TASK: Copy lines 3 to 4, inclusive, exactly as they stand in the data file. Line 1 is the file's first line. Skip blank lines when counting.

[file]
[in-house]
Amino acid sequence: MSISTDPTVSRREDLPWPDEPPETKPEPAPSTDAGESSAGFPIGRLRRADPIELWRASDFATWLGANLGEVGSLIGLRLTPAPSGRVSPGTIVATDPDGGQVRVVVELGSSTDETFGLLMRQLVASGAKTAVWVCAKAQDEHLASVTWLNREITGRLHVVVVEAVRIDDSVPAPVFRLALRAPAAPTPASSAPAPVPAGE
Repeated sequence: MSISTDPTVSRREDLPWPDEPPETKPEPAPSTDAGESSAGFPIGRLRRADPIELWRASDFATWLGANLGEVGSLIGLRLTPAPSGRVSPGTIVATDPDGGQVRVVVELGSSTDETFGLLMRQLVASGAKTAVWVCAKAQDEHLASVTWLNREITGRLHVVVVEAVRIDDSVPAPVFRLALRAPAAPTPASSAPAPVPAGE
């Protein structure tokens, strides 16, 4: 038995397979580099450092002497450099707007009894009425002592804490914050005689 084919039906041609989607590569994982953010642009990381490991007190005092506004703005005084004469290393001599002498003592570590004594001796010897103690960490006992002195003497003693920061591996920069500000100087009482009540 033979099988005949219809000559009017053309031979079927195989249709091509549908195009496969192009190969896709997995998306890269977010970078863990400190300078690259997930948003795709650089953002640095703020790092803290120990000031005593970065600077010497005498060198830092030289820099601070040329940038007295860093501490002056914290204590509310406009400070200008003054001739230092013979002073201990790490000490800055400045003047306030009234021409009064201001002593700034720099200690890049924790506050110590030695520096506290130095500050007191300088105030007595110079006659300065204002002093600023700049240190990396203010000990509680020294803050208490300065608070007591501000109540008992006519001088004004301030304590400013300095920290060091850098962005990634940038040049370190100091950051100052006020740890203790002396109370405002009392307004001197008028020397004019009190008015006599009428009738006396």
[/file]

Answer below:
Repeated sequence: MSISTDPTVSRREDLPWPDEPPETKPEPAPSTDAGESSAGFPIGRLRRADPIELWRASDFATWLGANLGEVGSLIGLRLTPAPSGRVSPGTIVATDPDGGQVRVVVELGSSTDETFGLLMRQLVASGAKTAVWVCAKAQDEHLASVTWLNREITGRLHVVVVEAVRIDDSVPAPVFRLALRAPAAPTPASSAPAPVPAGE
């Protein structure tokens, strides 16, 4: 038995397979580099450092002497450099707007009894009425002592804490914050005689 084919039906041609989607590569994982953010642009990381490991007190005092506004703005005084004469290393001599002498003592570590004594001796010897103690960490006992002195003497003693920061591996920069500000100087009482009540 033979099988005949219809000559009017053309031979079927195989249709091509549908195009496969192009190969896709997995998306890269977010970078863990400190300078690259997930948003795709650089953002640095703020790092803290120990000031005593970065600077010497005498060198830092030289820099601070040329940038007295860093501490002056914290204590509310406009400070200008003054001739230092013979002073201990790490000490800055400045003047306030009234021409009064201001002593700034720099200690890049924790506050110590030695520096506290130095500050007191300088105030007595110079006659300065204002002093600023700049240190990396203010000990509680020294803050208490300065608070007591501000109540008992006519001088004004301030304590400013300095920290060091850098962005990634940038040049370190100091950051100052006020740890203790002396109370405002009392307004001197008028020397004019009190008015006599009428009738006396």